Granted, the exhibition “Images à la Sauvette” at the Fondation Cartier-Bresson (January 11 – April 23, 2017) is a great opportunity to see most of the photographs published in the eponymous –and mythical– album, be it for the first time or once again. Undoubtedly, it will be an interesting discovery for neophytes, and a refresh of pleasant memories for long-time amateurs of Henri Cartier-Bresson’s work. But it seemed there were no surprises, nothing original, until I happened on a short 1’40’’ film, shown in a nook, in which we can see the Frenchman at work (although he apparently hated being photographed of filmed), caught in action by the American photographer Gjon Mili. The scene takes place during the celebrations for the Chinese New Year in New York, in 1959: paper dragons, firecrackers, a crowd… nothing extraordinary, just partying. But in the midst of this crowd, we see a man dancing, jumping, bouncing around in whirls and zigzags, gently elbowing his way, taking a step back, two steps aside, three steps forward, ready for anything.
In Inhotim, I still had artworks to see, the more classical ones maybe or, in any case, those whose scenography felt less pompous. First, a superb polyptych by William Kentridge on eight screens, addressing the end of Constructivism, stifled by Stalin. Except for one screen devoted to text (the 1937 Central Committee’s deliberation expelling Bukharin from the party), Kentridge’s tried-and-true style is on display here. But what is featured? Nicolas Gogol’s nose – that other characters sometimes use as a mask –, a horse (“I am not me, the horse is not mine”), a Monument to the Third International that was never completed… And a dancing Red Army soldier, but only his shadow is visible – everything is an illusion. It would have been nice also to be able to watch the performance/speech [pdf] Kentridge gave to complement the installation.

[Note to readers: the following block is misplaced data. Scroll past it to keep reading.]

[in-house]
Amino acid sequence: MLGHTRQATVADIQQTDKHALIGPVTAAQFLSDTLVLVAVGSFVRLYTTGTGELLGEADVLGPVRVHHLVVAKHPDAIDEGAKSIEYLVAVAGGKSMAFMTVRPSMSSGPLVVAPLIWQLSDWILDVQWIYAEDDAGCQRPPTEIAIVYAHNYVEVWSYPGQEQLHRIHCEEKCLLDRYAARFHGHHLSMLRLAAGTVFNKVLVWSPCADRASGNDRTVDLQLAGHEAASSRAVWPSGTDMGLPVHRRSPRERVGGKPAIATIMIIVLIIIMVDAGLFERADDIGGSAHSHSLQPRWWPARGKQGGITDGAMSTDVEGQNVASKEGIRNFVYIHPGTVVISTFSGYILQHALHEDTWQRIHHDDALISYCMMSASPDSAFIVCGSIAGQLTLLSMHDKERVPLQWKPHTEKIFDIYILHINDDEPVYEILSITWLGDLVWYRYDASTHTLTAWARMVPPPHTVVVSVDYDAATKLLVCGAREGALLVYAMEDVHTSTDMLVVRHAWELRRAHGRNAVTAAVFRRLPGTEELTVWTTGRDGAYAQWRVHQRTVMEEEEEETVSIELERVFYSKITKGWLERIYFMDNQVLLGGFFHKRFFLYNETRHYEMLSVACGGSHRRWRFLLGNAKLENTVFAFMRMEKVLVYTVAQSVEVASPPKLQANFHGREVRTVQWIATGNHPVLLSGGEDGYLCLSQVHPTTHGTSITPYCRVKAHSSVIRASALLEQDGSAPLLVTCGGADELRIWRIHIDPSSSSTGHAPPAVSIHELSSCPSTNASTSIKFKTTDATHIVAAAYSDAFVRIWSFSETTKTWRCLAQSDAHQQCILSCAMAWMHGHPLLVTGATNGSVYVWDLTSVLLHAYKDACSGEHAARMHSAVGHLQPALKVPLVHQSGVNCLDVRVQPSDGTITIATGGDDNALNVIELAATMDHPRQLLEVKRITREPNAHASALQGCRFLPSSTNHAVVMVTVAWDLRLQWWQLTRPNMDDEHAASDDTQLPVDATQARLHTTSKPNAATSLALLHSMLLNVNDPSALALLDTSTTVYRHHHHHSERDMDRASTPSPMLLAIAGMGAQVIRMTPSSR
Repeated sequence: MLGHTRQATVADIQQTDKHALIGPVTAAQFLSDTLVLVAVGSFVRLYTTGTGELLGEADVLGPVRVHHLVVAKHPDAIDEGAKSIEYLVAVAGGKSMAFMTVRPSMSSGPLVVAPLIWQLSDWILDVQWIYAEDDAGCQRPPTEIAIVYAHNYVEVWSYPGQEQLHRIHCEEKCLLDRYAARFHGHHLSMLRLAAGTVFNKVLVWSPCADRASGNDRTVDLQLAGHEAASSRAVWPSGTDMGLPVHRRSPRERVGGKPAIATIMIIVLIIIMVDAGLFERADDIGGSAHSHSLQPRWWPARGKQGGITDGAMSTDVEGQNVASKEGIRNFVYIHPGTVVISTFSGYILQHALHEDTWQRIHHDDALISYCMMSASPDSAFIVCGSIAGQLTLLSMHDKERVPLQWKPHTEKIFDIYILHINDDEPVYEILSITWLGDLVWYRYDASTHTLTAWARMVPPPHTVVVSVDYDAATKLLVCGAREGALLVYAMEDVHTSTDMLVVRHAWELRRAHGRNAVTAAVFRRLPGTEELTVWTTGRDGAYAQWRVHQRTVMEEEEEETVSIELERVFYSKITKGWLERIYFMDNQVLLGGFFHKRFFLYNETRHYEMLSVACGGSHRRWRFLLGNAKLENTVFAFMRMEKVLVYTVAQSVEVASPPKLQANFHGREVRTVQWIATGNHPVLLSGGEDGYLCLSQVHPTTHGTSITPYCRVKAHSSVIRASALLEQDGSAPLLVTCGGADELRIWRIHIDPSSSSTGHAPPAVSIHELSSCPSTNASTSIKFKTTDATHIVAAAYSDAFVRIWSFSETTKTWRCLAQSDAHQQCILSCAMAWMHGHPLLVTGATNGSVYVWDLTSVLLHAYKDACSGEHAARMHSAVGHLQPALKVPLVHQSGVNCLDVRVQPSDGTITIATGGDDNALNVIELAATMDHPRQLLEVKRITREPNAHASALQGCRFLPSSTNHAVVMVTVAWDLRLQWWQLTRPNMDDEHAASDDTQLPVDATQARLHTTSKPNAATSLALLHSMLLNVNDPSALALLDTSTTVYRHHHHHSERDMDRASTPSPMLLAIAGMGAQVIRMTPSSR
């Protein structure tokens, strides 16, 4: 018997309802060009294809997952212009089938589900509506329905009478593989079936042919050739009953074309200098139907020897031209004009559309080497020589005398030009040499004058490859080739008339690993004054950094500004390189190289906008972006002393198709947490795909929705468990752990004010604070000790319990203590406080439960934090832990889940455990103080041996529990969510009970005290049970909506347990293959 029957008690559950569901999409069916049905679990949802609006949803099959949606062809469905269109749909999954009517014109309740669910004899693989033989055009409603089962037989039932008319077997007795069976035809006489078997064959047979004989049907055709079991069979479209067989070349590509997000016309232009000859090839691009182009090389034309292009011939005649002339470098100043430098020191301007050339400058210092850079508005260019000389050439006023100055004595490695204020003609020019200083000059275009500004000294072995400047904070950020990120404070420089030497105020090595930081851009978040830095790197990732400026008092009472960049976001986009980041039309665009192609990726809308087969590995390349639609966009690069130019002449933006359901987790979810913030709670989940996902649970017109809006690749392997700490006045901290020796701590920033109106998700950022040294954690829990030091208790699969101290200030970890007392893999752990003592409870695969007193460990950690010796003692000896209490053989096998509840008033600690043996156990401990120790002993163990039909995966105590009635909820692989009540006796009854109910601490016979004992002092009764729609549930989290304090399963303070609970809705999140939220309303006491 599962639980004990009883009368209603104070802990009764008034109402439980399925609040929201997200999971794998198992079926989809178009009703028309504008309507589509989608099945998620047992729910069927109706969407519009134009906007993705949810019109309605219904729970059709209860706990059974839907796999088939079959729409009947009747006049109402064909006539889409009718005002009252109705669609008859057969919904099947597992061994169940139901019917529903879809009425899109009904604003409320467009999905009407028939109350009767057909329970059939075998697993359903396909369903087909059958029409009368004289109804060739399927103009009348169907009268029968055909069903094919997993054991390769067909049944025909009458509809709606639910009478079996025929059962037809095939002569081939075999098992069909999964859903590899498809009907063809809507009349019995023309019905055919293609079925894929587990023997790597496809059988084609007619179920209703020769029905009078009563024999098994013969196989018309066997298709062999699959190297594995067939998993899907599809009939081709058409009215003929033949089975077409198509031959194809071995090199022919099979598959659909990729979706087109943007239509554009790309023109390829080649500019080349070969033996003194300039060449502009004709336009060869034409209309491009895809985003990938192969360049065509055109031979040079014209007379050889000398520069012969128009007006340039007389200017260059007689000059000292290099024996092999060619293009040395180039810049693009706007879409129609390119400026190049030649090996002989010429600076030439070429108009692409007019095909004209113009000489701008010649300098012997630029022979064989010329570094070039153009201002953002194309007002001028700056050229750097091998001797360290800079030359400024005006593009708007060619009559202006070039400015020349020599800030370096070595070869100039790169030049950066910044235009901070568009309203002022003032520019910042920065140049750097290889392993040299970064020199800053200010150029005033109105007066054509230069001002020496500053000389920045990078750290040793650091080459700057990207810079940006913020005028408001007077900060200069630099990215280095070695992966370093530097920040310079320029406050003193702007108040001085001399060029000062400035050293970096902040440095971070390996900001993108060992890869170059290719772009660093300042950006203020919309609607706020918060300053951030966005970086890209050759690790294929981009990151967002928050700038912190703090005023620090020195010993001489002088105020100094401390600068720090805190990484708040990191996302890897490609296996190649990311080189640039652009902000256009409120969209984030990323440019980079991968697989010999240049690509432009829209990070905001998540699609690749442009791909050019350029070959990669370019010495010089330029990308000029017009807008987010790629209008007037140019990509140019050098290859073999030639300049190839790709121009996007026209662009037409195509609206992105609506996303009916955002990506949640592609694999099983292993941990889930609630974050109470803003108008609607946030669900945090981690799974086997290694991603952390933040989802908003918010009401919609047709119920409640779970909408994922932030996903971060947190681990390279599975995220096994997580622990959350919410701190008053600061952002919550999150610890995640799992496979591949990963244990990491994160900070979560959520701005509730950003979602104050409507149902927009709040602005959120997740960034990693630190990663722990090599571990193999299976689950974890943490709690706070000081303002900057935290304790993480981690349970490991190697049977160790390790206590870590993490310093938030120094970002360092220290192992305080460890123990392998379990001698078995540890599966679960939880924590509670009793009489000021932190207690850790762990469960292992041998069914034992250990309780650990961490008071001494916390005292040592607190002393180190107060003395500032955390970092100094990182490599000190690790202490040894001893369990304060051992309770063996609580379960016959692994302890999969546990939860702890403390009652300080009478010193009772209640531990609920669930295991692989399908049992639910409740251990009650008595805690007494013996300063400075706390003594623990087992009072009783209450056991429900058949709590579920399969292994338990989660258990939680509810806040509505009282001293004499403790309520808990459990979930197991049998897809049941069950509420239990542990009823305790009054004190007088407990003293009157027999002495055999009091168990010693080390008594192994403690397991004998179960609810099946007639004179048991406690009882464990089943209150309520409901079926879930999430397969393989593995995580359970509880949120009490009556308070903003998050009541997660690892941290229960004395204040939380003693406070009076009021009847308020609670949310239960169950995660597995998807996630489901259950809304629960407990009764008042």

I don’t know if Tunga –who was apparently at the inception of Inhotim, having advised Bernardo Paz to create a museum– is “the best” artist here, and this kind of rankings are never very interesting: nevertheless, I felt that his two pavilions stand above the rest. The main one is a large structure, open on the forest, with a dozen oversized red hammocks connecting the building with the trees. In a central vault, one of Tunga’s films is on view; everything else is bathed by daylight, animated by a soft breeze, or entertained by a few raindrops. The superb installation that I saw at the Louvre eleven years ago is here, staging a confrontation of two worlds, accompanied by several works inspired by organic fluids (sometimes reminiscent of Chen Zhen’s artworks), such as Frascos expandidos from 2009 (featured below). Continue reading